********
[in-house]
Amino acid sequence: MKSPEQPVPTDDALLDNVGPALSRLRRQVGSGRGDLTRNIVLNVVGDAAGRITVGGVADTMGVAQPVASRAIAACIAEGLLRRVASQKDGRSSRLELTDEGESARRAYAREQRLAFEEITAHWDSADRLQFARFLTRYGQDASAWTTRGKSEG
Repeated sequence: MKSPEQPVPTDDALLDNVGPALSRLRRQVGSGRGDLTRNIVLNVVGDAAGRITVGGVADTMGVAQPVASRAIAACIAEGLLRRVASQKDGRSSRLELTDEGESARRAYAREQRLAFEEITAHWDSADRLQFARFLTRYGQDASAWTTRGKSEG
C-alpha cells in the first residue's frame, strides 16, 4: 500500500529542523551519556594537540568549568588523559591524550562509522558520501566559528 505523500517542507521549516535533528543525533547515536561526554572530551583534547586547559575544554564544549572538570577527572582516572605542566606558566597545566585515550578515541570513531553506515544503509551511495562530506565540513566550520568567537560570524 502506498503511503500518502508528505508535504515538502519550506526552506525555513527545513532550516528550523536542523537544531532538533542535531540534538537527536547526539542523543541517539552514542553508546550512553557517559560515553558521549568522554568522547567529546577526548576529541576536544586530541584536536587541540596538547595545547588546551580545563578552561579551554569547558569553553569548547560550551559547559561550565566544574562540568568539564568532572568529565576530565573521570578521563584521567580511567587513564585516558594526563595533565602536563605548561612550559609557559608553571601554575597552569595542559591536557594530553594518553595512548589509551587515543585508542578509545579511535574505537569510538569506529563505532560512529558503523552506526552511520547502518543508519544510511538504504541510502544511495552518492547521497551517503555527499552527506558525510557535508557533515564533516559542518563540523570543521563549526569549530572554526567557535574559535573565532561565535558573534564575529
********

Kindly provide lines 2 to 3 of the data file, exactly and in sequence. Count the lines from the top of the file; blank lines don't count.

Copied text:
Amino acid sequence: MKSPEQPVPTDDALLDNVGPALSRLRRQVGSGRGDLTRNIVLNVVGDAAGRITVGGVADTMGVAQPVASRAIAACIAEGLLRRVASQKDGRSSRLELTDEGESARRAYAREQRLAFEEITAHWDSADRLQFARFLTRYGQDASAWTTRGKSEG
Repeated sequence: MKSPEQPVPTDDALLDNVGPALSRLRRQVGSGRGDLTRNIVLNVVGDAAGRITVGGVADTMGVAQPVASRAIAACIAEGLLRRVASQKDGRSSRLELTDEGESARRAYAREQRLAFEEITAHWDSADRLQFARFLTRYGQDASAWTTRGKSEG